Indigenous Reads by Indigenous Writers: Only 1% of children’s books published in 2016 were written by Native authors. This list of recent titles by Native authors is a joint project of Debbie Reese of American Indians in Children’s Literature (see above), The Conscious Kid Library, Embrace Race, and the Brooklyn Children’s Museum and provides a great starting point for folks seeking additional titles by Native writers.
National Museum of the American Indian: Their American Indian Perspectives on Thanksgiving teacher’s guide is for older kids, but it’s helpful for teachers, parents, and caregivers alike.
Oyate: A Native organization working to ensure that Native stories and lives are portrayed honestly and with integrity. Their book reviews are excellent and their perspective on Thanksgiving (along with their book recommendations) is especially important to read.
Raising Race Conscious Children: I found the Thanksgiving perspective offered by Sachi Ferris on her site, Raising Race Conscious Children, to be helpful, especially for encouraging me to have straightforward conversations with my kids.
Finally, compiling this list reminded me of the poem I shared last year on Thanksgiving by Allison Adelle Hedge Coke. In case you missed it then, here it is: America, I Sing You Back.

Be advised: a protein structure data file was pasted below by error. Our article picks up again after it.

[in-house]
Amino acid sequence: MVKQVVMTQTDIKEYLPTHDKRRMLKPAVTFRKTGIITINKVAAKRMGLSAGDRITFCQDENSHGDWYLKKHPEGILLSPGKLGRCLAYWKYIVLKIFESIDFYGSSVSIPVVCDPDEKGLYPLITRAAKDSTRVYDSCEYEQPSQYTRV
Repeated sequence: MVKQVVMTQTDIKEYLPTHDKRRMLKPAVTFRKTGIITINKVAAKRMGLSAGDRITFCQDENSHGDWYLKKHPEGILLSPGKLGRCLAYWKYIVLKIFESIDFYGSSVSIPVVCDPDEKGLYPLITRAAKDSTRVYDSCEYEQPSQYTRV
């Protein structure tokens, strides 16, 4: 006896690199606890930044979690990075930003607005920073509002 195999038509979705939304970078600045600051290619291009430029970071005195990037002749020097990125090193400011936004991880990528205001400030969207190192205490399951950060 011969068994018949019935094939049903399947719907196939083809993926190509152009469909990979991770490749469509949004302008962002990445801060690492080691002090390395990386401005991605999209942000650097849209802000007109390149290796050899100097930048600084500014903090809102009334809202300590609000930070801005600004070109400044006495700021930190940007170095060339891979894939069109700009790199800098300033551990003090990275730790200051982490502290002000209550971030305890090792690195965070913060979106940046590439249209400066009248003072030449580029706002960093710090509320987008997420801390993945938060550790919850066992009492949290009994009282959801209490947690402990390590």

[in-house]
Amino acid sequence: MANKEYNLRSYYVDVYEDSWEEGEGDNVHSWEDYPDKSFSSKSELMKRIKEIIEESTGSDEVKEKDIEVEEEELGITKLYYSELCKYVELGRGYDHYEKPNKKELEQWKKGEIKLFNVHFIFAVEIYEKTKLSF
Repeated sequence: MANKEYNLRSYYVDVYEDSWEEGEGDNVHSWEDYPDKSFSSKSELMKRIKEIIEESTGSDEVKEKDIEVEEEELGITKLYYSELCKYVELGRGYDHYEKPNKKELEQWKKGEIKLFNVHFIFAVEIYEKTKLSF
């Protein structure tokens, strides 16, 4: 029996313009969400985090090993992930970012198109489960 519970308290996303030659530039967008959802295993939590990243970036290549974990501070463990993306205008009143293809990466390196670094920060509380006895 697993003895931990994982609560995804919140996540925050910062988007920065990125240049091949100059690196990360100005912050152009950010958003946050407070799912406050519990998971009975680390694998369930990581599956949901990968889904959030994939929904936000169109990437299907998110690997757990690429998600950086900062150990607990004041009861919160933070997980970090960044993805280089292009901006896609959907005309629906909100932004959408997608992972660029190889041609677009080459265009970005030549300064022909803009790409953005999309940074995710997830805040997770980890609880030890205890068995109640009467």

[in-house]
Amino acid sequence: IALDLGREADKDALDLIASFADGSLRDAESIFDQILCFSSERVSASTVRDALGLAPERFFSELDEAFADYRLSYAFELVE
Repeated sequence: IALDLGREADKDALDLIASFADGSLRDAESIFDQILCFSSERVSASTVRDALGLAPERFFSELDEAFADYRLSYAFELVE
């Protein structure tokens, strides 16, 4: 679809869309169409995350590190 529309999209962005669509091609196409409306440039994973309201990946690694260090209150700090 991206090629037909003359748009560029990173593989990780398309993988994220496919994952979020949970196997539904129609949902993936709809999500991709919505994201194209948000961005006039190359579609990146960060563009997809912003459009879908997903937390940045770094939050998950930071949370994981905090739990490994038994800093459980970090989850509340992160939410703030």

When we buy books, we love to support our local bookstores—Stories Bookshop, Books Are Magic, Greenlight Bookstore, and Community Bookstore, to name a few. I’ve provided links below to where you can find these titles online or in your own neighborhood bookstores.
As a Cree woman in Canada, I cannot thank you enough for this post. My traditional father is a writer. One of my favourites is a book he wrote called Goose Girl (by Joe McLellan). It is a story of loss and how we think of loss in our culture and a great way to talk about life with children.
Thanks as always for reading, Robin! Added a link to Goose Girl so folks can find it!
Erin thank you so much for putting these resources together! I am expecting my first one and can’t wait to read some of these! Truly thankful for your blog!
Sealaska Heritage has a program called Baby Raven Reads that produces books from Tlingit, Haida, and Tsimshian traditions: https://sealaska-heritage-store.myshopify.com/collections/baby-raven-reads
They weave together traditional imagery, stories, and Native language in a beautiful way. I love to give these to new babies!
Thanks so much, Anna!
Thank you for this Erin. I am so embarrassed to say that I had not considered reading books specifically by and about our Native/Indigenous peoples. I am going to look up all of these resources and include them in bedtime stories/conversations with my children.
For older kids (grade school), The Birchbark House series by Louise Erdrich is absolutely wonderful.
Lovely! We have a copy of Chickadee from the library, but it doesn’t quite hold Faye’s attention yet!
I second this! 🙂
I second Louise Erdrich. Wonderful native author with books for adults as well.
For anyone from or visiting Minneapolis, she owns the sweet store Birchbark Book (https://birchbarkbooks.com/). Books by, about, and friendly toward native people as well as some native-made jewelry. Very kid friendly as well!
Another reason to visit Minneapolis!